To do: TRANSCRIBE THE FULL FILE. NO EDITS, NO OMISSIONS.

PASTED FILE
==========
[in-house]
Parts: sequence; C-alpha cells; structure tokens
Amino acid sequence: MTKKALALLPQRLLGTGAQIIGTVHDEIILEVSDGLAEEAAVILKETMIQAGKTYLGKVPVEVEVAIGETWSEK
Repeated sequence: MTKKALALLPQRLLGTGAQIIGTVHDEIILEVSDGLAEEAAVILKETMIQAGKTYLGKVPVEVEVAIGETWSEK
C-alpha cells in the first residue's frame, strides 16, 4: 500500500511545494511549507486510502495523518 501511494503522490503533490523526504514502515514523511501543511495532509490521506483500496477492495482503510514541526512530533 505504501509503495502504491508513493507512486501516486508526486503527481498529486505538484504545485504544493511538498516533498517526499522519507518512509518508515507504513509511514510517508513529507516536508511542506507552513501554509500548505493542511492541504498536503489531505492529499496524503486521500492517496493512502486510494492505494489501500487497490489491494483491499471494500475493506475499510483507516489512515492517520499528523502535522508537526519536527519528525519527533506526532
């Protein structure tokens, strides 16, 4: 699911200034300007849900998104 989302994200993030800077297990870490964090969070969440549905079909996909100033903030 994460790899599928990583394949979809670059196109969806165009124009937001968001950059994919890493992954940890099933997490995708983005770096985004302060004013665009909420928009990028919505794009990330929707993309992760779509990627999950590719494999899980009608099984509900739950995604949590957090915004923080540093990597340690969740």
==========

[in-house]
Parts: sequence; C-alpha cells; structure tokens
Amino acid sequence: MTKKALALLPQRLLGTGAQIIGTVHDEIILEVSDGLAEEAAVILKETMIQAGKTYLGKVPVEVEVAIGETWSEK
Repeated sequence: MTKKALALLPQRLLGTGAQIIGTVHDEIILEVSDGLAEEAAVILKETMIQAGKTYLGKVPVEVEVAIGETWSEK
C-alpha cells in the first residue's frame, strides 16, 4: 500500500511545494511549507486510502495523518 501511494503522490503533490523526504514502515514523511501543511495532509490521506483500496477492495482503510514541526512530533 505504501509503495502504491508513493507512486501516486508526486503527481498529486505538484504545485504544493511538498516533498517526499522519507518512509518508515507504513509511514510517508513529507516536508511542506507552513501554509500548505493542511492541504498536503489531505492529499496524503486521500492517496493512502486510494492505494489501500487497490489491494483491499471494500475493506475499510483507516489512515492517520499528523502535522508537526519536527519528525519527533506526532
């Protein structure tokens, strides 16, 4: 699911200034300007849900998104 989302994200993030800077297990870490964090969070969440549905079909996909100033903030 994460790899599928990583394949979809670059196109969806165009124009937001968001950059994919890493992954940890099933997490995708983005770096985004302060004013665009909420928009990028919505794009990330929707993309992760779509990627999950590719494999899980009608099984509900739950995604949590957090915004923080540093990597340690969740």